Science.gov (United States)

    Osborn, B.; Chapple, W.; Ewers, B. E.; Williams, D. G.

    2014-12-01

    The interaction between soil conditions and climate variability plays a central role in the ecohydrological functions of montane conifer forests. Although soil moisture availability to trees is largely dependent on climate, the depth and texture of soil exerts a key secondary influence. Multiple Pleistocene glacial events have shaped the landscape of the central Rocky Mountains creating a patchwork of soils differing in age and textural classification. This mosaic of soil conditions impacts hydrological properties, and montane conifer forests potentially respond to climate variability quite differently depending on the age of glacial till and soil development. We hypothesized that the age of glacial till and associated soil textural changes exert strong control on growth and photosynthetic gas exchange of lodgepole pine. We examined physiological and growth responses of lodgepole pine to interannual variation in maximum annual snow water equivalence (SWEmax) of montane snowpack and growing season air temperature (Tair) and vapor pressure deficit (VPD) across a chronosequence of Pleistocene glacial tills ranging in age from 700k to 12k years. Soil textural differences across the glacial tills illustrate the varying degrees of weathering with the most well developed soils with highest clay content on the oldest till surfaces. We show that sensitivity of growth and carbon isotope discrimination, an integrated measure of canopy gas exchange properties, to interannual variation SWEmax , Tair and VPD is greatest on young till surfaces, whereas trees on old glacial tills with well-developed soils are mostly insensitive to these interannual climate fluctuations. Tree-ring widths were most sensitive to changes in SWEmax on young glacial tills (p < 0.01), and less sensitive on the oldest till (p < 0.05). Tair correlates strongly with δ13C values on the oldest and youngest tills sites, but shows no significant relationship on the middle aged glacial till. It is clear that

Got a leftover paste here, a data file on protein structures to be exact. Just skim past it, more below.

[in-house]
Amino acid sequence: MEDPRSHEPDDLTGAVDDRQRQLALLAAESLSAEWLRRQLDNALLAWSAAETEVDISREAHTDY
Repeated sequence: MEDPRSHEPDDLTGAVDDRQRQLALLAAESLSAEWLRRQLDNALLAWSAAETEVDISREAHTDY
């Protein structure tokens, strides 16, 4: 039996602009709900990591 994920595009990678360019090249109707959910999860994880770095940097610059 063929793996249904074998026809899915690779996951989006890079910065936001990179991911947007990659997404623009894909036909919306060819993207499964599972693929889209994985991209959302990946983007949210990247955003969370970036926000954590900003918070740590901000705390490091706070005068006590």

13. The trade-off of availability and growth inhibition through copper for the production of copper-dependent enzymes by Pichia pastoris.

    Science.gov (United States)

    Balakumaran, Palanisamy Athiyaman; Förster, Jan; Zimmermann, Martin; Charumathi, Jayachandran; Schmitz, Andreas; Czarnotta, Eik; Lehnen, Mathias; Sudarsan, Suresh; Ebert, Birgitta E; Blank, Lars Mathias; Meenakshisundaram, Sankaranarayanan

    2016-02-20